On the proposed safeguard measure on unwrought aluminium (G/SG/N/6/IND/43), the EU argued that India's injury determination was not conclusive.

It also maintained that the increase in imports was not "sudden and sharp" as required under the Safeguards Agreement, and that both domestic capacity and production were increasing.

The US informed the Committee that it had just received a response to its written question on India's proposed safeguard measure on flat sheets and plates.

It said that it will come back to India if it had any questions.

The US also said that it looked forward to receiving India's reply to its questions on the safeguard measure on aluminium.

According to trade officials, India responded that with regards to both safeguard measures, the details of its findings were available on a government website. It urged members to carefully examine these findings.

India further defended its imposition of minimum import prices (MIPs) on more than 170 iron and steel imports.

It said that these were imposed in line with WTO requirements.

Japan, the EU, Brazil and Korea raised questions over the decision by Malaysia to initiate a safeguard investigation on imports of steel wire rod and deformed bar-in-coil (G/SG/N/6/MYS/5).

Japan also voiced concerns over Malaysia's safeguard investigation on steel concrete reinforcing bars (G/SG/N/6/MYS/4).

Japan said that it highly regretted the subsequent decision by Malaysia on 27 September to impose a provisional safeguard on steel wire rod and deformed bar-in-coil.

It maintained that Malaysia's actions did not meet the requirements under Article XIX. 1(a) of GATT for both investigations.

The EU said the increase in the targeted imports primarily came from two countries and that Malaysia should have therefore initiated an anti-dumping investigation.

Brazil also raised questions about Malaysia's compliance with Article XIX. 1(a) of GATT.

Korea claimed that there was insufficient evidence to impose a safeguard on its exporters.

According to trade officials, Malaysia invited those members expressing concerns to engage with it bilaterally.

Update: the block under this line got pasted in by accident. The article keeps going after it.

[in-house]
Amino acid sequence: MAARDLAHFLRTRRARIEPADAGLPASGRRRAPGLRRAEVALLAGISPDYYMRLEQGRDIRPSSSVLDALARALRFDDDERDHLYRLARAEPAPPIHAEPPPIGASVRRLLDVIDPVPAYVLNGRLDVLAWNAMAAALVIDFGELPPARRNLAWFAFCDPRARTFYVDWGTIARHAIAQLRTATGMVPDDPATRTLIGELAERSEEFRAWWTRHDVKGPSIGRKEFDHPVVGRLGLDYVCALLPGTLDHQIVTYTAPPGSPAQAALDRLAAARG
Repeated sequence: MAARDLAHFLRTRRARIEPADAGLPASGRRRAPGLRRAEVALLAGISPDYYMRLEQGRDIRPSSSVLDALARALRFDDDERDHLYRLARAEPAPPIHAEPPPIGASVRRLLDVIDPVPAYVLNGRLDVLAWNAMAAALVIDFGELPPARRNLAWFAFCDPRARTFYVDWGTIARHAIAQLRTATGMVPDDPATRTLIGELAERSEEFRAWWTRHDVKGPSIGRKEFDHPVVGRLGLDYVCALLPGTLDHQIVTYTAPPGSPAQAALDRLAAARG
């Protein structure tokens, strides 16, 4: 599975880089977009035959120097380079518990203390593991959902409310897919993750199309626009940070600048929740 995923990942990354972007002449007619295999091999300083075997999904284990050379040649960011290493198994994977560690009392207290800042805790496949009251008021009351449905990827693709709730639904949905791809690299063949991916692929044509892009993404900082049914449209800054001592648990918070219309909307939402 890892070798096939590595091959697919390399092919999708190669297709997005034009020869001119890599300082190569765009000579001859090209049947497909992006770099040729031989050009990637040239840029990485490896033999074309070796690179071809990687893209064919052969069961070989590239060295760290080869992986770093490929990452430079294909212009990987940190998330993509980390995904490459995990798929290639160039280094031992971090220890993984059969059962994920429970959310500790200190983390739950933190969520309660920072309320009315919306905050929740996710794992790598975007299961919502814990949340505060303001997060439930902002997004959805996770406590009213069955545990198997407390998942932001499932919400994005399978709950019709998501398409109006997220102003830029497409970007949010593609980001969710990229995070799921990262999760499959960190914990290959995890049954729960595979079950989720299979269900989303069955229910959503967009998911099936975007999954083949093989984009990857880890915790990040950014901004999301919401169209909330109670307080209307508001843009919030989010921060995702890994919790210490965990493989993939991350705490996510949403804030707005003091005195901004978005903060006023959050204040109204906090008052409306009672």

Chile informed the Committee that it has terminated safeguard investigations on imports of steel wire, wire rods, nails, and mesh without imposing any final measures.

Brazil welcomed the transparency in Chile's investigations, saying that Chile could serve as an example for other members.

However, the US said that it continued to have concerns over Chile's practice of initiating investigations and then immediately imposing provisional measures.

Egypt also informed the Committee that it had terminated safeguard investigations on imports of polyethylene terephthalate (PET) and white sugar.

The EU maintained that the investigations have disturbed trade and should have never been initiated in the first place.

While welcoming the decision by Egypt, Korea said that exporters may have already suffered significant drops in shipments to Egypt due to the initiation of investigations.

The Kyrgyz Republic announced that it had allowed a safeguard on imported harvesters to expire in August.

The safeguard was no longer being applied among members of the Eurasian Economic Union (EEU), it said.

According to trade officials, the US, Chinese Taipei, and Japan questioned the decision by South Africa to initiate safeguard investigations on two types of flat-rolled products of iron or steel.

Japan maintained that the investigations were not carried out in accordance with WTO rules.

Chinese Taipei said that it should have been exempted from the safeguard since it exported a minimal amount (de minimis) of the targeted products to South Africa.

The EU asked Turkey whether it had implemented an agreement on compensation for a safeguard measure imposed by Turkey on imported wallpaper.

Ukraine said that it should have been exempted from the safeguard as a de minimis exporter.

Responding to the EU, Turkey said that it would announce the results of its internal procedures to adjust its tariff quotas as soon as the procedure is completed.

The next meeting of the Safeguards Committee is scheduled to take place during the week of 24 April 2017. +